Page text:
The Chuck Austin stuff is sad & disheartening from almost every angle, of course - but Marty can't help himself & even cracks off a couple of jokes throughout. He's such an upbeat and enthusiastic guy that he doesn't ever let the mood get too bogged down during the downswings. The story about Shawn crawfishing in court and then being presented with video evidence to the contrary was a hoot, too.


The interview *does* finally begin to drag a bit when they reach more familiar territory - the breakup of the Rockers, the IC Title exchange, etc. - but it's not enough to make this one a miss. Overall, the interview was a fucking blast. Glad I gave it a shot. Highly recommended if you catch some free time & care to hear some engaging, entertaining stuff from an all-around light-hearted, funny guy.

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  • 1 month later...

I have been downloading & supporting the show, but it's just been building up on the backburner for awhile. I don't expect anything to come close to the Jannetty episode anytime soon, as most of these are short shows (right at the one hour mark) and simply don't often aim for deep dives or anything. And that's fine. I just don't always make time or prioritize the shorter podcasts, although I do appreciate them for the sake of variety.

Anyway, I wanted something on while I grilled up some grub & did my usual meal prep earlier this week. I went with the Matt Morgan episode, mainly because he's a guy I honestly haven't ever gone out of my way to listen to on radio shows or interviews of any kind. The whole thing would basically sound like brand new material to me - and it did.

First of all, he just sounds like a genuinely good guy. I can't stress that enough. Not a single ounce of bitterness or resentment toward the business to be found here. And that's always refreshing when you can get it. Morgan seems absolutely happy with his life and especially his family. Gotta love that.

His backstory is a neat one, with him recalling every detail of the first big angle he saw of Andre getting his head shaved. I think most of us have a similar experience, seeing our first big segment or angle unfold like that.

The story of him networking and eventually just working out at the gym until he eventually (literally) bumped into Vince McMahon was also fun. Again, this isn't anything extraordinary, but it's all new to me. And it's not just the typical "attend wrestling school, enter developmental" route.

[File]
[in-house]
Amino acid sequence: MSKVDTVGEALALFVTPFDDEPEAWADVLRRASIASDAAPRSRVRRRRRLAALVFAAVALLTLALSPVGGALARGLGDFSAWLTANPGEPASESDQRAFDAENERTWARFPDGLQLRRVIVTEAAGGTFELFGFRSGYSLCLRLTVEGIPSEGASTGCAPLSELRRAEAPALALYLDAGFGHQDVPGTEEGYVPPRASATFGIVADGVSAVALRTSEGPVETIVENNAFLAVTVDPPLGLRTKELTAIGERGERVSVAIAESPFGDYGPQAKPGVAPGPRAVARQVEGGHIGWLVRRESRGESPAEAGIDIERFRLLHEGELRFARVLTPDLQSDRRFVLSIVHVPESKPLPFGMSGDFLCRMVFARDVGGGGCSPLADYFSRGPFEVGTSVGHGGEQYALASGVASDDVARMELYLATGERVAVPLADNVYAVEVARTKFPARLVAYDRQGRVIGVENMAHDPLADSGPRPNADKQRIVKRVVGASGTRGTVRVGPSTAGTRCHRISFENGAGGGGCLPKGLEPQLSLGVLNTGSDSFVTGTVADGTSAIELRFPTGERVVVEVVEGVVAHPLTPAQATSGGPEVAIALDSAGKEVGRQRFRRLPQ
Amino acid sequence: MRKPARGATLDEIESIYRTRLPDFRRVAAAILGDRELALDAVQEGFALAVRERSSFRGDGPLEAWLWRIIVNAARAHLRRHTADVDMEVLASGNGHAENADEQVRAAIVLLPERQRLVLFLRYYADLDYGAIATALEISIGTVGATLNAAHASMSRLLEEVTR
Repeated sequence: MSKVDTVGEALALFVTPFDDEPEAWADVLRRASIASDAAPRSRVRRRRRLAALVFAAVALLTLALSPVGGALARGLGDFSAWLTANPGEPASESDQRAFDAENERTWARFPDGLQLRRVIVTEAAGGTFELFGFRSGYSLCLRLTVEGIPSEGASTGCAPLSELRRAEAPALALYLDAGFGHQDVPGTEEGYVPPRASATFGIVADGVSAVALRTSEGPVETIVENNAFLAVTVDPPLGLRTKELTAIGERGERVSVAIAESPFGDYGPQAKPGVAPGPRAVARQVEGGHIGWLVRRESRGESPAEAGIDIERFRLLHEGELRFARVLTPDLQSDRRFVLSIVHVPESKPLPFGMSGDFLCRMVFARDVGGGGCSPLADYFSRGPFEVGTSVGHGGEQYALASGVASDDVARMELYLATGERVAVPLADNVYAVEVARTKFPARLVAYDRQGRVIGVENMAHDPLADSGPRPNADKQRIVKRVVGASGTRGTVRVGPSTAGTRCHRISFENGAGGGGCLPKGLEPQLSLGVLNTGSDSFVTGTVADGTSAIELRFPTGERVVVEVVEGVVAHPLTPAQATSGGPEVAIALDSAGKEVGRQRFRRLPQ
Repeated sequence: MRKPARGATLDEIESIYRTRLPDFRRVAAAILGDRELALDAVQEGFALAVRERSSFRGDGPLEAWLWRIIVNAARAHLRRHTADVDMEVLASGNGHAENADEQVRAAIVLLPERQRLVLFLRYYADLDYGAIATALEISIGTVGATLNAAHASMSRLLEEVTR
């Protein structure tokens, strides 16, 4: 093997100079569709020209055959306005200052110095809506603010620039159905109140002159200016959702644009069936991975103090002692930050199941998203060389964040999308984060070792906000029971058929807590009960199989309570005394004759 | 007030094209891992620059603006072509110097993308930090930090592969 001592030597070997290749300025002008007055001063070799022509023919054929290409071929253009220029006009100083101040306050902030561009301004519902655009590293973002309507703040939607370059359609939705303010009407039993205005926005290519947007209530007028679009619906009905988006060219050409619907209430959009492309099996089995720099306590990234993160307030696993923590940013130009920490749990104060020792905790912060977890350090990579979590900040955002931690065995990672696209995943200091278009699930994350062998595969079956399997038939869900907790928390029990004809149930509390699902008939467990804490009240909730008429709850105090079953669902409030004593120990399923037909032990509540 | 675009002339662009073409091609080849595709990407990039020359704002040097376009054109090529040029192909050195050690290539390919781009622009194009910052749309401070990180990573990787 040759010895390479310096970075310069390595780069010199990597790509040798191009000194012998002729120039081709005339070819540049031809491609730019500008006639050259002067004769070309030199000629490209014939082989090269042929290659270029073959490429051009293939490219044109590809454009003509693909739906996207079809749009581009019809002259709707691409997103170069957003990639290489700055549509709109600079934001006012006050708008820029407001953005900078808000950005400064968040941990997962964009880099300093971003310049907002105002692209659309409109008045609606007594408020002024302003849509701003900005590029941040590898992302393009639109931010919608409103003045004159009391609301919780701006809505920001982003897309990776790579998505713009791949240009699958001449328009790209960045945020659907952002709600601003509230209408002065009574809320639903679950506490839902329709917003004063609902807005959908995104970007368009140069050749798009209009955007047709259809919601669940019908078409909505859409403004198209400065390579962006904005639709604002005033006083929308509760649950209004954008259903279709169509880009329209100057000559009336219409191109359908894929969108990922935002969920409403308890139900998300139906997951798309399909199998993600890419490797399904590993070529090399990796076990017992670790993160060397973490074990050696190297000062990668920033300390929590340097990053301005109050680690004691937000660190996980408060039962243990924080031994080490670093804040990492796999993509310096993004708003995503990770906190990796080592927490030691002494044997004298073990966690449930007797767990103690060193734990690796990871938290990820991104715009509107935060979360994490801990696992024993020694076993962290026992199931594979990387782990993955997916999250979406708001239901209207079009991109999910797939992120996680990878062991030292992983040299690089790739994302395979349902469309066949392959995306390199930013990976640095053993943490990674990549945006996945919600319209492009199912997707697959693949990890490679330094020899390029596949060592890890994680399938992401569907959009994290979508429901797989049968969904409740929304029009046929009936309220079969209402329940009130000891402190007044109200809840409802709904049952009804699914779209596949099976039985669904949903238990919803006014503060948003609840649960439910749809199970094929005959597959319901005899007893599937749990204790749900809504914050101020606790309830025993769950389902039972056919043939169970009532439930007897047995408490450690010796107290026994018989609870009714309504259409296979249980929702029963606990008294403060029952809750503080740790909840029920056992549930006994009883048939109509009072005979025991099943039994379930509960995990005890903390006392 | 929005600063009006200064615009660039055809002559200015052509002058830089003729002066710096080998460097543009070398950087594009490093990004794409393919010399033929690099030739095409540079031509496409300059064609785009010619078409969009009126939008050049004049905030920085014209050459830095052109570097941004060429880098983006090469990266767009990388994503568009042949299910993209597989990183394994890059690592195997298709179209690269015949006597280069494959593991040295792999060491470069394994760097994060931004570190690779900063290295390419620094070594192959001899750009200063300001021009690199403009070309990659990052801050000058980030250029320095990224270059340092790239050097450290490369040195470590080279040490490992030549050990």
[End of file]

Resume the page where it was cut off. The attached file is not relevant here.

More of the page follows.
I love me some Jim Cornette wrestling talk like nobody else, but I literally groan or sigh everytime I have to hear him talk about what a surefire superstar Matt Morgan should have been. The guy just never seemed to put all the pieces together for whatever reason. And he rarely ever seemed to stand out as a big man or a giant. Booking always catered to it, which makes it even more of an indictment that he never seemed to work up to that style or standard in any tangible way.

Anyhow, Morgan speaks highly of Corny and vice versa. Both consider Morgan's push in OVW to be a major milestone in his career, so it's probably the closest he ever came to being in a protected spot. Considering what Cornette did for the likes of Leviathan, Morgan, Unabomb, etc., I wonder how Cornette stacks up overall in comparison to others when it comes to booking and promoting big guys. It certainly seems like one of his finer attributes.

The story of Johnny Ace approaching Morgan - and later Vince pitching the stuttering gimmick - was also a lot of fun. It's truly stupid shit, but I can absolutely buy that Vince thought it would get over on some strange level.

I totally forgot about that brief period where it looked like they wanted to push Morgan as the new Brock. Dude was even using the F5 and everything. I completely blanked on that at first. And then it just abruptly ended.

Apparently, the locker room talk that made its way to Morgan was that Big Show buried him to Vince and labeled him an "unsafe" worker at the time. Matt makes sure to clarify that the rumor could have been bullshit, but he *did* get the sense that Show was burying him behind his back.

His frustrations with the TNA creative process are pretty clearly presented. You can absolutely understand how that sort of work environment would drive someone - ANYone - crazy.

I guess I never realized Morgan was scheduled to return to WWE at the 2014 Royal Rumble. Really had no idea he was about to sign a new contract then.